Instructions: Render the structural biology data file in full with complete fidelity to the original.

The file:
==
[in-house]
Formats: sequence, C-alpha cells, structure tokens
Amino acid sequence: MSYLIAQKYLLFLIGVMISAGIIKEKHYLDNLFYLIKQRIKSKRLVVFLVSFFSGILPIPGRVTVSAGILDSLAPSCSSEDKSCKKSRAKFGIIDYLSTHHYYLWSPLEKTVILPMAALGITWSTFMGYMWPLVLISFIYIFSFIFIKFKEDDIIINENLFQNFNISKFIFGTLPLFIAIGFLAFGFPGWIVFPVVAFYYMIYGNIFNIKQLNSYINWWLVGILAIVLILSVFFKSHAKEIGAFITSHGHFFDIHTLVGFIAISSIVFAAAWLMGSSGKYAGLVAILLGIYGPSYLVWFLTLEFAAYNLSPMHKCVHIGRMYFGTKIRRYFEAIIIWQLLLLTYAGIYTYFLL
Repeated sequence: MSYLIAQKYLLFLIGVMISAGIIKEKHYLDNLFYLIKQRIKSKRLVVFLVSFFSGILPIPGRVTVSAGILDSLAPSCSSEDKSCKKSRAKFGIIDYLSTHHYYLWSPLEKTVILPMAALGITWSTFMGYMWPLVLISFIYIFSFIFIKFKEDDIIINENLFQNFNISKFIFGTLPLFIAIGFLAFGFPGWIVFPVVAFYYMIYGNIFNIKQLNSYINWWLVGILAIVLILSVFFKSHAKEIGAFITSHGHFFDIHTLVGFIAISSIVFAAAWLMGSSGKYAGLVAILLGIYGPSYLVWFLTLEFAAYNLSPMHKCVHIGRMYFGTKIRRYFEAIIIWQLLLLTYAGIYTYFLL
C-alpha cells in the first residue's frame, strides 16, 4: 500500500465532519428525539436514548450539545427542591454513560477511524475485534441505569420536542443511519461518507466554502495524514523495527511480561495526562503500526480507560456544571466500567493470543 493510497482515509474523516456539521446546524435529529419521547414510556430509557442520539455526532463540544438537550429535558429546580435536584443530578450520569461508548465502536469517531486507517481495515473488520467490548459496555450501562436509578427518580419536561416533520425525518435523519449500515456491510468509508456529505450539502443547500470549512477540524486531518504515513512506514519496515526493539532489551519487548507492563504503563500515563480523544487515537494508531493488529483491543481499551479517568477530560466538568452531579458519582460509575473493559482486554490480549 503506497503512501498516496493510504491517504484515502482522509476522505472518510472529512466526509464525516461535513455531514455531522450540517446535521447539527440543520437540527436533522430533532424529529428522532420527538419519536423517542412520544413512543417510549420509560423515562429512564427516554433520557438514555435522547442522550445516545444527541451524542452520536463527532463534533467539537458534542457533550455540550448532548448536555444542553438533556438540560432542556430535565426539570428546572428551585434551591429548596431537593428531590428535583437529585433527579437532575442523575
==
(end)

[in-house]
Formats: sequence, C-alpha cells, structure tokens
Amino acid sequence: MSYLIAQKYLLFLIGVMISAGIIKEKHYLDNLFYLIKQRIKSKRLVVFLVSFFSGILPIPGRVTVSAGILDSLAPSCSSEDKSCKKSRAKFGIIDYLSTHHYYLWSPLEKTVILPMAALGITWSTFMGYMWPLVLISFIYIFSFIFIKFKEDDIIINENLFQNFNISKFIFGTLPLFIAIGFLAFGFPGWIVFPVVAFYYMIYGNIFNIKQLNSYINWWLVGILAIVLILSVFFKSHAKEIGAFITSHGHFFDIHTLVGFIAISSIVFAAAWLMGSSGKYAGLVAILLGIYGPSYLVWFLTLEFAAYNLSPMHKCVHIGRMYFGTKIRRYFEAIIIWQLLLLTYAGIYTYFLL
Repeated sequence: MSYLIAQKYLLFLIGVMISAGIIKEKHYLDNLFYLIKQRIKSKRLVVFLVSFFSGILPIPGRVTVSAGILDSLAPSCSSEDKSCKKSRAKFGIIDYLSTHHYYLWSPLEKTVILPMAALGITWSTFMGYMWPLVLISFIYIFSFIFIKFKEDDIIINENLFQNFNISKFIFGTLPLFIAIGFLAFGFPGWIVFPVVAFYYMIYGNIFNIKQLNSYINWWLVGILAIVLILSVFFKSHAKEIGAFITSHGHFFDIHTLVGFIAISSIVFAAAWLMGSSGKYAGLVAILLGIYGPSYLVWFLTLEFAAYNLSPMHKCVHIGRMYFGTKIRRYFEAIIIWQLLLLTYAGIYTYFLL
C-alpha cells in the first residue's frame, strides 16, 4: 500500500465532519428525539436514548450539545427542591454513560477511524475485534441505569420536542443511519461518507466554502495524514523495527511480561495526562503500526480507560456544571466500567493470543 493510497482515509474523516456539521446546524435529529419521547414510556430509557442520539455526532463540544438537550429535558429546580435536584443530578450520569461508548465502536469517531486507517481495515473488520467490548459496555450501562436509578427518580419536561416533520425525518435523519449500515456491510468509508456529505450539502443547500470549512477540524486531518504515513512506514519496515526493539532489551519487548507492563504503563500515563480523544487515537494508531493488529483491543481499551479517568477530560466538568452531579458519582460509575473493559482486554490480549 503506497503512501498516496493510504491517504484515502482522509476522505472518510472529512466526509464525516461535513455531514455531522450540517446535521447539527440543520437540527436533522430533532424529529428522532420527538419519536423517542412520544413512543417510549420509560423515562429512564427516554433520557438514555435522547442522550445516545444527541451524542452520536463527532463534533467539537458534542457533550455540550448532548448536555444542553438533556438540560432542556430535565426539570428546572428551585434551591429548596431537593428531590428535583437529585433527579437532575442523575